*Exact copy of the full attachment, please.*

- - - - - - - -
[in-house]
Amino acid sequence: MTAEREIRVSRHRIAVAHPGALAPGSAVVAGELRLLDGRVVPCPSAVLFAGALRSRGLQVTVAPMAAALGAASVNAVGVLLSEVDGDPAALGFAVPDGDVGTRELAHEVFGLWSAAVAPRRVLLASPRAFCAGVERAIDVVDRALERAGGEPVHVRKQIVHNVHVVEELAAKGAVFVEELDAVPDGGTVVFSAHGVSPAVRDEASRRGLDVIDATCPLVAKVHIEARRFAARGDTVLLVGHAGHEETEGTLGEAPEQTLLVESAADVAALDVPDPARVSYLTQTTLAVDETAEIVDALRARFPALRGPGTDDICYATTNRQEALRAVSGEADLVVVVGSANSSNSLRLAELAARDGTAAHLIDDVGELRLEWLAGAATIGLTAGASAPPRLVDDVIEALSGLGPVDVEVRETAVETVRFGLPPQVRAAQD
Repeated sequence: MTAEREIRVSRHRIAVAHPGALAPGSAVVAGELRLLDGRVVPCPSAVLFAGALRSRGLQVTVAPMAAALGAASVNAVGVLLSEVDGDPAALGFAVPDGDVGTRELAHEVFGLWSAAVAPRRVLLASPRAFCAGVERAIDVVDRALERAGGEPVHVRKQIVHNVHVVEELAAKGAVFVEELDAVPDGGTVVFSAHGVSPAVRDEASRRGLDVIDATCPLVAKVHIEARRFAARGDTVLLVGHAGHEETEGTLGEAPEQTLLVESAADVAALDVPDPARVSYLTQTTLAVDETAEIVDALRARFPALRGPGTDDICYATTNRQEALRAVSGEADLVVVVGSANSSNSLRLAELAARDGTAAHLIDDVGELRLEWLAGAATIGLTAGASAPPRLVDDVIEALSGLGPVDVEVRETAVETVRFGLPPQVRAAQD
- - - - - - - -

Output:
[in-house]
Amino acid sequence: MTAEREIRVSRHRIAVAHPGALAPGSAVVAGELRLLDGRVVPCPSAVLFAGALRSRGLQVTVAPMAAALGAASVNAVGVLLSEVDGDPAALGFAVPDGDVGTRELAHEVFGLWSAAVAPRRVLLASPRAFCAGVERAIDVVDRALERAGGEPVHVRKQIVHNVHVVEELAAKGAVFVEELDAVPDGGTVVFSAHGVSPAVRDEASRRGLDVIDATCPLVAKVHIEARRFAARGDTVLLVGHAGHEETEGTLGEAPEQTLLVESAADVAALDVPDPARVSYLTQTTLAVDETAEIVDALRARFPALRGPGTDDICYATTNRQEALRAVSGEADLVVVVGSANSSNSLRLAELAARDGTAAHLIDDVGELRLEWLAGAATIGLTAGASAPPRLVDDVIEALSGLGPVDVEVRETAVETVRFGLPPQVRAAQD
Repeated sequence: MTAEREIRVSRHRIAVAHPGALAPGSAVVAGELRLLDGRVVPCPSAVLFAGALRSRGLQVTVAPMAAALGAASVNAVGVLLSEVDGDPAALGFAVPDGDVGTRELAHEVFGLWSAAVAPRRVLLASPRAFCAGVERAIDVVDRALERAGGEPVHVRKQIVHNVHVVEELAAKGAVFVEELDAVPDGGTVVFSAHGVSPAVRDEASRRGLDVIDATCPLVAKVHIEARRFAARGDTVLLVGHAGHEETEGTLGEAPEQTLLVESAADVAALDVPDPARVSYLTQTTLAVDETAEIVDALRARFPALRGPGTDDICYATTNRQEALRAVSGEADLVVVVGSANSSNSLRLAELAARDGTAAHLIDDVGELRLEWLAGAATIGLTAGASAPPRLVDDVIEALSGLGPVDVEVRETAVETVRFGLPPQVRAAQD